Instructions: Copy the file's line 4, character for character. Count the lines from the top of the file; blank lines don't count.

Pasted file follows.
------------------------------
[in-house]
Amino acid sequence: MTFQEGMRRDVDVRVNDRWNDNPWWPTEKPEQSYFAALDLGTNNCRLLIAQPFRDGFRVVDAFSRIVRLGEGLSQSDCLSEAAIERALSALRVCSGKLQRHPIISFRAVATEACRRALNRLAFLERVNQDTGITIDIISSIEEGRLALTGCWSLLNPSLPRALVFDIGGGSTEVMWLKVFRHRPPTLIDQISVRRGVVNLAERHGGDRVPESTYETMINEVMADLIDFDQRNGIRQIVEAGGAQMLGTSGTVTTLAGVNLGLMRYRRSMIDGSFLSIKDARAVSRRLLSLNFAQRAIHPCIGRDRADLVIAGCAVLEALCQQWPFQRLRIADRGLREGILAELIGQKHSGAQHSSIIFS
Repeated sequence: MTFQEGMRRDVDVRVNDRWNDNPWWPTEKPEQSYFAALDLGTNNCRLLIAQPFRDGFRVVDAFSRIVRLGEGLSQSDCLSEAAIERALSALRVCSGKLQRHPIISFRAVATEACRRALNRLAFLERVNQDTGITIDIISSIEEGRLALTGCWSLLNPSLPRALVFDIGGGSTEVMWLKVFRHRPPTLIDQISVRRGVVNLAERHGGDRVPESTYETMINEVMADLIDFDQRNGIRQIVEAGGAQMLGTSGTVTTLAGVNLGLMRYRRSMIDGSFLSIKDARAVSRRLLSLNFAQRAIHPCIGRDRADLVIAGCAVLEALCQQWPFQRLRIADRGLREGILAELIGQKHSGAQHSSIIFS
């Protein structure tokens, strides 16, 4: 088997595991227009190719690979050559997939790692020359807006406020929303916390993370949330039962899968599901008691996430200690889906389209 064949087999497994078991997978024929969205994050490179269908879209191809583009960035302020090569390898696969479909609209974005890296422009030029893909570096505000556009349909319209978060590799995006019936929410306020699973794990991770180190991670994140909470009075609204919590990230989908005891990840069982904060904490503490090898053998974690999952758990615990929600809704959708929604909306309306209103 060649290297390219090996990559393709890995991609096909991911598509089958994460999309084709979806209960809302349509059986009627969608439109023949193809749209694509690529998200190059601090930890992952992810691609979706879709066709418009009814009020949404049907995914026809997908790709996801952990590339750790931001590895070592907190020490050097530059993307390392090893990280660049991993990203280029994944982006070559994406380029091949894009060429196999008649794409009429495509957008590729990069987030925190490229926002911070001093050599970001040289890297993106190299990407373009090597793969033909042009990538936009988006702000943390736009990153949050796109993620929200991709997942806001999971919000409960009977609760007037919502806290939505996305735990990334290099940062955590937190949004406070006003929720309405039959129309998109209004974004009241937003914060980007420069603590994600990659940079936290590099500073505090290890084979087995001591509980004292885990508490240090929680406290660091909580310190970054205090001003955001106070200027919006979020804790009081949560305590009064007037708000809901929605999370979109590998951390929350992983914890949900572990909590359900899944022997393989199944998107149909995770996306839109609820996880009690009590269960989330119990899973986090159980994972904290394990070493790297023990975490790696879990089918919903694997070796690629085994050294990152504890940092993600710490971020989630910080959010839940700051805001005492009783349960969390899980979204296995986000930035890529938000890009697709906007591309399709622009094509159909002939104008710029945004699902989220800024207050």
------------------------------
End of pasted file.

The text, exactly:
């Protein structure tokens, strides 16, 4: 088997595991227009190719690979050559997939790692020359807006406020929303916390993370949330039962899968599901008691996430200690889906389209 064949087999497994078991997978024929969205994050490179269908879209191809583009960035302020090569390898696969479909609209974005890296422009030029893909570096505000556009349909319209978060590799995006019936929410306020699973794990991770180190991670994140909470009075609204919590990230989908005891990840069982904060904490503490090898053998974690999952758990615990929600809704959708929604909306309306209103 060649290297390219090996990559393709890995991609096909991911598509089958994460999309084709979806209960809302349509059986009627969608439109023949193809749209694509690529998200190059601090930890992952992810691609979706879709066709418009009814009020949404049907995914026809997908790709996801952990590339750790931001590895070592907190020490050097530059993307390392090893990280660049991993990203280029994944982006070559994406380029091949894009060429196999008649794409009429495509957008590729990069987030925190490229926002911070001093050599970001040289890297993106190299990407373009090597793969033909042009990538936009988006702000943390736009990153949050796109993620929200991709997942806001999971919000409960009977609760007037919502806290939505996305735990990334290099940062955590937190949004406070006003929720309405039959129309998109209004974004009241937003914060980007420069603590994600990659940079936290590099500073505090290890084979087995001591509980004292885990508490240090929680406290660091909580310190970054205090001003955001106070200027919006979020804790009081949560305590009064007037708000809901929605999370979109590998951390929350992983914890949900572990909590359900899944022997393989199944998107149909995770996306839109609820996880009690009590269960989330119990899973986090159980994972904290394990070493790297023990975490790696879990089918919903694997070796690629085994050294990152504890940092993600710490971020989630910080959010839940700051805001005492009783349960969390899980979204296995986000930035890529938000890009697709906007591309399709622009094509159909002939104008710029945004699902989220800024207050």